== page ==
As Christians, we are called to seek not only righteousness and faith, but to be charitable, that is loving, and to seek to live peaceable lives. As we saw earlier all too often the church is rich with strife, but this is not our call. No, instead we seek to live at peace with our brothers and sisters in Christ.
It is for this reason I have sought to be friends with those Christian leaders in our community who are committed to the work of the Gospel, even if they come from a wide variety of backgrounds, whether they be Baptist, or non-denominational evangelicals, or Eastern Orthodox Christians. Our peaceful living together and witness to our community is more important than the form of our worship. We set this lifestyle up as an example to all those whom we cross paths with. We do not need another holy war, but we need to foster Christian fellowship.
So, our lives are to be filled with kindness. We are not to beat someone over the head with the Bible, but to patiently teach them of the goodness of the Lord. We are not to sue our neighbor for some slight, but to forgive and gently bear with them, in order that we might teach them of the grace of Christ that we so much enjoy.
Our lives of gentleness, and meekness in the Lord, are not there to glorify ourselves, they are to glorify the Lord and to instruct those who do not know him about the goodness and grace that we experience and enjoy. The Saints exhortation this morning to his spiritual son Timothy ends with the thought and hope that to those who we bear with gently, those who do not know the Lord may be grant(ed by God) repentance leading to a knowledge of the truth, and they may come to their senses and escape from the snare of the devil, after being captured by him (that is the Lord) to do his will.
This is the ultimate goal and call of the Church, Christ’s final commandment was that we would go into the world and make disciples of all nations. It starts here in our little Christian community first that you and I would be continuing to grow as disciples, repenting of our sins, growing in our faith in Christ and love for one another, and increasing in the knowledge and wisdom of the Lord. Yet, we are not to be satisfied in that alone, but as we flourish we are to invite others. Each of us, is called not only to be disciples of the Lord but to disciple those whom we meet, to come along side of them and invite them into the joy that we know.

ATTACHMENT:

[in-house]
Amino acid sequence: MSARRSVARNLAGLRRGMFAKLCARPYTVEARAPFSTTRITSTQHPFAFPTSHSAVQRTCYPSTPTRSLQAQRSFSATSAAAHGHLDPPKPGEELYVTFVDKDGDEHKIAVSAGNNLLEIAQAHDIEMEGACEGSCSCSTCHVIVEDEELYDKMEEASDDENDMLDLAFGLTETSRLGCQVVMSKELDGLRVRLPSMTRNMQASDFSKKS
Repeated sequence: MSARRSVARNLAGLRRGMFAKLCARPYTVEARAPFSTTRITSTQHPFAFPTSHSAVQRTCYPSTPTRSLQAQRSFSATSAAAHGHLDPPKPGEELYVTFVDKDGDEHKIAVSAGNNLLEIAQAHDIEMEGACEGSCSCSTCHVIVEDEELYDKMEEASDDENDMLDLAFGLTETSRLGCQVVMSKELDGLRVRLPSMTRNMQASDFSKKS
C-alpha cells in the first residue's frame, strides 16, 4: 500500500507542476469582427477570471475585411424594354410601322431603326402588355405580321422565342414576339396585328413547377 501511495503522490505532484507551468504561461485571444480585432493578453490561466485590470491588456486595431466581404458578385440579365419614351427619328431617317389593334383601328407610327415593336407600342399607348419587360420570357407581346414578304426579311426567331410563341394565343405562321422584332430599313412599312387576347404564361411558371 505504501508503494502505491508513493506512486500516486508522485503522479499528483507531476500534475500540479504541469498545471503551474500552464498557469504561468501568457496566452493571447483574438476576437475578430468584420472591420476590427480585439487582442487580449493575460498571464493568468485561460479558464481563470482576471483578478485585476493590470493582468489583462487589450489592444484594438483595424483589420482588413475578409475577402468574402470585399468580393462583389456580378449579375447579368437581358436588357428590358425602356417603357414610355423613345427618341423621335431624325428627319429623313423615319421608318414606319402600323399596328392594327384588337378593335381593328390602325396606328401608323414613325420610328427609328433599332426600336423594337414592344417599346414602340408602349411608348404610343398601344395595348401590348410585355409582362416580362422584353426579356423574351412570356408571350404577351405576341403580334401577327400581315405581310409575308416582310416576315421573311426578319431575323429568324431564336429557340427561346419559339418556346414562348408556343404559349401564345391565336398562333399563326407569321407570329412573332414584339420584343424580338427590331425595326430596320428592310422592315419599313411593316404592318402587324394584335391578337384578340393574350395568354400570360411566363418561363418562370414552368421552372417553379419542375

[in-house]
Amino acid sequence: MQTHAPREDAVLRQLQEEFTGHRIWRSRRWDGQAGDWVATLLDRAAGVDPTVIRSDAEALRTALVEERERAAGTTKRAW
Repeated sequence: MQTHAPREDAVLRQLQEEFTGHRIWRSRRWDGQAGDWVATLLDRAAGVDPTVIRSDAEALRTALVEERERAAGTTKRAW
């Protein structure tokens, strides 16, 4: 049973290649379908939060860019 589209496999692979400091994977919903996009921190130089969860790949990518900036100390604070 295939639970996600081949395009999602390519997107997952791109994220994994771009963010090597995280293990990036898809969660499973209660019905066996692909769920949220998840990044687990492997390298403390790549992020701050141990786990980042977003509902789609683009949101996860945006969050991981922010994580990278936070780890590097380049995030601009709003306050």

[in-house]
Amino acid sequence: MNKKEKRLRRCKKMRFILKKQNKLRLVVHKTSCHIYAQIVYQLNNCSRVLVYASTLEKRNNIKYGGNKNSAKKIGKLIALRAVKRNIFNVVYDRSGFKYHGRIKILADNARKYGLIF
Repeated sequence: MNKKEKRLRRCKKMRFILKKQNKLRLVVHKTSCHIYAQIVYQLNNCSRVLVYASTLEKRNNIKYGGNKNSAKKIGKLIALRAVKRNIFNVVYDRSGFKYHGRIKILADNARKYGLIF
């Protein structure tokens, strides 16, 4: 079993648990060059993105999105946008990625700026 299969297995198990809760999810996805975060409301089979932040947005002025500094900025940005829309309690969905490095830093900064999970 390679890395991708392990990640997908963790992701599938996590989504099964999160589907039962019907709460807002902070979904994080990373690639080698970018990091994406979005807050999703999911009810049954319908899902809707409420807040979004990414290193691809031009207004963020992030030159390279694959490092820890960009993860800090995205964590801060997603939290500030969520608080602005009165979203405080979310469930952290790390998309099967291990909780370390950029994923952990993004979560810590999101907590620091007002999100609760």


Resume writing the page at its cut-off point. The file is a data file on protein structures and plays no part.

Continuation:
The Christian’s call is then, not to wish harm upon his enemy, but to strive boldly, hope vigorously, and pray fervently that that enemy would be captured by the Lord and turned to do his will.
So let us with zealous prayer flee from those youthful afflictions of lust, pride, vainglory, angst, and anger, flee unto our Lord Jesus Christ the comfort and savior of our souls, that he may fill the holes left in our heart by our sin, and his glory may shine brightly through them, and let us pray with all our might that we may be made gentle, meek, and kind, that we may grow as disciples and that we may with boldness make disciples of all nations, that all those whom we meet, whether they be the good, the bad, or the ugly may be captured by the love of the Lord we enjoy, and come to praise and glorify him with us.
In the name of the Father, and the Son, and the Holy Ghost. Amen